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Blue Letter Bible offers several daily devotional readings in order to help you refocus on Christ and the Gospel of His peace and righteousness.

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Devotionals :: Day by Day by Grace :: Today's Reading

Hoekstra's Day by Day by Grace (October 29th)

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Isaac and Jacob Viewing the Future, by Faith

By faith Isaac blessed Jacob and Esau concerning things to come. By faith Jacob, when he was dying, blessed each of the sons of Joseph. (Hebrews 11:20-21)

Since we have previously considered Abraham's offering of Isaac (in the meditation on God's promises on August 9), let's move on to consider Isaac and Jacob. While pronouncing prophetic blessings upon their descendants, these two men became examples of viewing the future, by faith.

The example of Isaac actually occurred in the midst of a deceitful plot by one of his own sons. Isaac wanted to pass on a blessing to his oldest son, Esau. "Now it came to pass, when Isaac was old and his eyes were so dim that he could not see, that he called Esau his older son and said to him…'Make me savory food, such as I love, and bring it to me that I may eat, that my soul may bless you before I die'" (Genesis 27:1, 4). Jacob (the supplanter or "schemer") disguised himself and lied to his father, attempting to steal the blessing. "And Jacob said to his father, 'I am Esau your firstborn…sit and eat of my game, that your soul may bless me'…And he did not recognize him…so he blessed him" (Genesis 27:19, 23). Although Esau later was given a blessing as well, the blessing for Jacob passed on the headship of the family to this younger son. "Be master over your brethren, and let your mother's sons bow down to you" (Genesis 27:29). When informed of the deceit, Isaac let the blessing stand. The Lord indicates this was an act of faith in the purposes of God.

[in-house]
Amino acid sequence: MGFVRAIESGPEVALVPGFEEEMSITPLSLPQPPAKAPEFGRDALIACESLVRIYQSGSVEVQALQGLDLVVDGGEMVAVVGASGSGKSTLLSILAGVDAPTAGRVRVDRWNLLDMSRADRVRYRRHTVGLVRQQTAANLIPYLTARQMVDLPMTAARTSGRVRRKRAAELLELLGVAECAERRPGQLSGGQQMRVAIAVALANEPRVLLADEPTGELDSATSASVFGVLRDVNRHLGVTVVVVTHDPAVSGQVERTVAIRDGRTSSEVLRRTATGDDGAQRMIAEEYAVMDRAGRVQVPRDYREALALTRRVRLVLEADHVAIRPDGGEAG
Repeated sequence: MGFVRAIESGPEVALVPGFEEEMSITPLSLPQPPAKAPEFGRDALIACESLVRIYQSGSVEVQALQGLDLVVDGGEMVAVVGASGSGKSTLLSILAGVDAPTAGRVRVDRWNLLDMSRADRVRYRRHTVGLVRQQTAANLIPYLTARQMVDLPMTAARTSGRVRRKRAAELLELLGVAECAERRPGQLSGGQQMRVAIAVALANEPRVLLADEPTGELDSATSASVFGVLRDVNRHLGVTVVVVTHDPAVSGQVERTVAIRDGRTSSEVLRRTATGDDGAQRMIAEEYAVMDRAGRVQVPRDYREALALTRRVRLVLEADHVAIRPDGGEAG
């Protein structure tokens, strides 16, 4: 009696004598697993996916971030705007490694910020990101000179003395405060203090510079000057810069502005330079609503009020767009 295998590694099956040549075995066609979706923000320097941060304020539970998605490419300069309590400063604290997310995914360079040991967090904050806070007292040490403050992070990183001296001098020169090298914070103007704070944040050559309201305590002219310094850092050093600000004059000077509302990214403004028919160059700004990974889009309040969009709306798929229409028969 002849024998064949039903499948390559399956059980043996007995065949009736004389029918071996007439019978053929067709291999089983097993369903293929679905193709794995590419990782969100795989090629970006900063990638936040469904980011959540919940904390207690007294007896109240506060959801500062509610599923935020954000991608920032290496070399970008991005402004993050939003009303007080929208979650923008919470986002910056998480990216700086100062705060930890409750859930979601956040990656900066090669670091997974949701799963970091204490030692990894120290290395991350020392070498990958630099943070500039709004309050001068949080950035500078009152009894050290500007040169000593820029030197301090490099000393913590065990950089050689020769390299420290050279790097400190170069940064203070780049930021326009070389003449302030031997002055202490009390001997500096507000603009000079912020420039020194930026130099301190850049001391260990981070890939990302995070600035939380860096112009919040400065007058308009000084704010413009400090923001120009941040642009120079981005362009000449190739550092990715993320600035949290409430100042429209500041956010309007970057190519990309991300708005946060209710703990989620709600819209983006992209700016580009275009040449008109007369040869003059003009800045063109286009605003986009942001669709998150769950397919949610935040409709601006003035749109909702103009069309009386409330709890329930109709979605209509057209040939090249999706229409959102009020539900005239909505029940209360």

The example of Jacob also occurred in an unusual setting. Joseph was bringing his two sons, Ephraim and Manasseh, to his father for a family blessing. "Now the eyes of Israel were dim with age, so that he could not see. Then Joseph brought them near him, and he kissed them and embraced them" (Genesis 48:10). Joseph brought Ephraim (the younger) toward Jacob's left hand and Manasseh (the firstborn) toward his right hand. However, Jacob crossed his hands, thereby switching the primary blessing. "And Joseph said to his father, 'Not so, my father, for this one is the firstborn; put your right hand on his head.' But his father refused and said, 'I know, my son, I know. He also shall become a people, and he also shall be great; but truly his younger brother shall be greater than he'" (Gen 48:18-19).

These actions may not seem significant to us. Yet, the Lord lists them as notable steps of faith in Him. Why? Because these blessings reflected and instituted aspects of God's sovereign plans, in spite of inappropriate scheming and established traditions.

O sovereign Lord, I bow in faith to Your perfect plans and purposes. What a comfort to know that Your will cannot be thwarted by inappropriate schemes or established traditions. Teach me to view the future with faith in Your wisdom and Your sovereignty.


CONTENT DISCLAIMER:

The Blue Letter Bible ministry and the BLB Institute hold to the historical, conservative Christian faith, which includes a firm belief in the inerrancy of Scripture. Since the text and audio content provided by BLB represent a range of evangelical traditions, all of the ideas and principles conveyed in the resource materials are not necessarily affirmed, in total, by this ministry.